I think most of us who consider a move to Italy go through some of the same process. We love the dream; the reality isn’t always so charming. The town I’ve identified for myself isn’t old or pretty. It’s post-war construction, most of it unattractive and disjointed. But it meets my needs in other ways that older towns don’t.
The reality for me is that I’m retiring and need to plan for aging. I don’t want to move later, after beginning to establish relationships. I have a reconnaissance trip in April/May to see if I can actually imagine myself living there. Fingers crossed!
I guess you can look at your situation as being fortunate to have experienced the dream, and now living in the reality of the next chapter of your life. I do understand the disappointment, though. Is it better to have loved and lost…? 😉
Hi again. After tasting, I did leave the sausage out. These posts from your “fans” are really terrific. Should be required reading for anyone considering a move.
Glad to hear that you move was successful and all goes well. We moved from Le Marche to north eastern Italy last fall. We are experiencing very similar feelings, as you describe in your post.
Hi James, excellent comment. All of these comments are making me ponder. I remind myself we are really only a ten minute walk from our center, it’s festivals, markets etc. but this place is more efficient. And has lots of shops nearby. I love Foligno too, and would have gone there had we found a good place, but we didn’t. It is a great town, flat, walkable, much happening, old traditions. That you’re thinking of retiring to a more efficient, comfortable place is heartening to me.
Hi Vanessa, thanks for this nice comment. When we bought before we were blinded by the beauty and the character of our old place. So many people are. You’re smart to have tried it out and seen the light. In hindsight, we also looked at a new-build ground floor with garden, garage and views of the city walls that we rejected. That would have been the wisest choice. We don’t have great views here but we have the terrace. I hope to make that the main focus.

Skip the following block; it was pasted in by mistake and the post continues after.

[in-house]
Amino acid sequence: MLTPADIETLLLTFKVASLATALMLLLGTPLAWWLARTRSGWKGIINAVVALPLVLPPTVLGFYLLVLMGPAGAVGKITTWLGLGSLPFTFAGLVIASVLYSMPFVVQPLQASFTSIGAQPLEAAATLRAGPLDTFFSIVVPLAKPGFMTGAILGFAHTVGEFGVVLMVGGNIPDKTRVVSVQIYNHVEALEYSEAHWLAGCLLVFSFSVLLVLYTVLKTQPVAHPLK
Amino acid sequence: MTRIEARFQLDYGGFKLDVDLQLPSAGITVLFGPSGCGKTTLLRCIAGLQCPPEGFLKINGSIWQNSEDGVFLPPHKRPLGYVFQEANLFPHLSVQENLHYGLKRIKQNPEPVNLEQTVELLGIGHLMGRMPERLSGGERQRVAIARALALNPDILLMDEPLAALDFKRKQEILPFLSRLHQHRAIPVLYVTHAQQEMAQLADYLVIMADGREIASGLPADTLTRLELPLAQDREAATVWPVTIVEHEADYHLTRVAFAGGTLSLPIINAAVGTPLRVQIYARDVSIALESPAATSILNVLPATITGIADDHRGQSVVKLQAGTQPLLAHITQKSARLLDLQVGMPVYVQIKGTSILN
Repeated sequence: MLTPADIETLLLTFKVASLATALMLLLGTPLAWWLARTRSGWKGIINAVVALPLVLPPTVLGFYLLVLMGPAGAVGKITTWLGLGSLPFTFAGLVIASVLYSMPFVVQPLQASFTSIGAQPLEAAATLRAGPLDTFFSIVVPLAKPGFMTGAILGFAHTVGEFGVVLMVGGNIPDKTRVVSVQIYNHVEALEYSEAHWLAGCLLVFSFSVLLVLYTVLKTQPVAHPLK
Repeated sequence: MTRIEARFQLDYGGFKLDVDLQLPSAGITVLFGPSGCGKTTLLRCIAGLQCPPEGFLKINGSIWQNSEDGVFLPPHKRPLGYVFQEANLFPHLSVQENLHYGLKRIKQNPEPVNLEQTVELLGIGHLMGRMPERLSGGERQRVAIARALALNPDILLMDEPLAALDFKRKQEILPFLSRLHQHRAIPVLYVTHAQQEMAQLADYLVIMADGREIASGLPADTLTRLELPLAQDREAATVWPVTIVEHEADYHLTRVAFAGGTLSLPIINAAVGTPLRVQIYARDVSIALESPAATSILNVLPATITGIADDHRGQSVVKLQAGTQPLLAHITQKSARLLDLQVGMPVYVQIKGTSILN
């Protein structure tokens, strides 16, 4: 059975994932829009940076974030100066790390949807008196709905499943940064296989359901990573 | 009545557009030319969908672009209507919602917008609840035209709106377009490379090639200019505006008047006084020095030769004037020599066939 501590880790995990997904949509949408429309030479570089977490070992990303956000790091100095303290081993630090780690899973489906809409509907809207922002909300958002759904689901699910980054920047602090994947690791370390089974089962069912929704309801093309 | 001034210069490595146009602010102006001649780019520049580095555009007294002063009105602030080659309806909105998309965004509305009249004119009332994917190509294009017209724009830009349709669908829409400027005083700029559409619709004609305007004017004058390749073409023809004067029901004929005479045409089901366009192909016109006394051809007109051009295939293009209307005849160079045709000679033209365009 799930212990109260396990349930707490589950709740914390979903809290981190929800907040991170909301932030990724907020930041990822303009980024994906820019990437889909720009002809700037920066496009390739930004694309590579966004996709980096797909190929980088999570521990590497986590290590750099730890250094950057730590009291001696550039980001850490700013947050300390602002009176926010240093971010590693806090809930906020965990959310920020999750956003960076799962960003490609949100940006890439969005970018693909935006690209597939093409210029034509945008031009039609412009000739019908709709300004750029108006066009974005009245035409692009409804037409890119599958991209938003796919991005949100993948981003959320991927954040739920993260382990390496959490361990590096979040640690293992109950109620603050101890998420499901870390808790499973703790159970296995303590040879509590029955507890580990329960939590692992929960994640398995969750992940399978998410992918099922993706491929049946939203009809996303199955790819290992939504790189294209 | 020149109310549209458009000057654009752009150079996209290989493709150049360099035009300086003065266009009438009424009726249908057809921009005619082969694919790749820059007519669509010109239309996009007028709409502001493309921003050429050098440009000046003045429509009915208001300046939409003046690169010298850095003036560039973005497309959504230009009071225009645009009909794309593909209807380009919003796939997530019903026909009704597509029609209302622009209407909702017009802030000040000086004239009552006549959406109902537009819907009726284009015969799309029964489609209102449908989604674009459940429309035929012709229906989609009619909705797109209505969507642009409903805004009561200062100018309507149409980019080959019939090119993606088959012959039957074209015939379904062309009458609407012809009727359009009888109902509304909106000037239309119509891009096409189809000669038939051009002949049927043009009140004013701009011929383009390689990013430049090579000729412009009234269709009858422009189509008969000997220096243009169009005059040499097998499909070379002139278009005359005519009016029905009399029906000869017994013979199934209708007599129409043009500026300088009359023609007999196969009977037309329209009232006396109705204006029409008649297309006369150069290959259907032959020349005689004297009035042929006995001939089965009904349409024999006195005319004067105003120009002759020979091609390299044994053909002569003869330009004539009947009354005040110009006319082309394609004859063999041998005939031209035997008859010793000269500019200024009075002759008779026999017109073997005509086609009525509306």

Great post. I think we have an “in-between” experience in Foligno. We live in an apartment in the historic center which is a mixed bag of ancient, old and new structures. Our apartment was built in the early 2000’s but is still stone cold in the winter and hotter than hell in the summer. One good thing was that it held up in the 2016 earthquake (another concern when living in historic centers in Umbria). We’ve managed to slay a few problems with dehumidifiers and fans. Even so, living here has many charming aspects: we are a 5 minute walk from full-service butches, bakers, green grocers and a myriad of cafes and restaurants. Foligno also enjoys some very old, traditional festivals which makes it a very Italian place. Having said all this, once we retire, we intend to move to a more efficient, comfortable apartment, likely in Tuscany.
Great post and so true! We are in process of looking at large apartments only in those exact type of 1950’s/1960’s buildings and think we have just found perfect one, just outside the old walls of a centro storico.When we started looking we were originally looking at very old picturesque places. After many trips and renting those old, gorgeous places to stay in, last year i went to Italy for an extended period to spend time looking and ended up renting a really large 1960’s build apartment that was unbelievably tastefully furnished and decorated. It was so comfortable and just so easy and had glorious view of the old town…. it completely changed our focus! We realized that as we get older maintaining a 500 year old structure may not be the easiest and really just want a low key easy life in retirement. I think you’ll soon make it your own!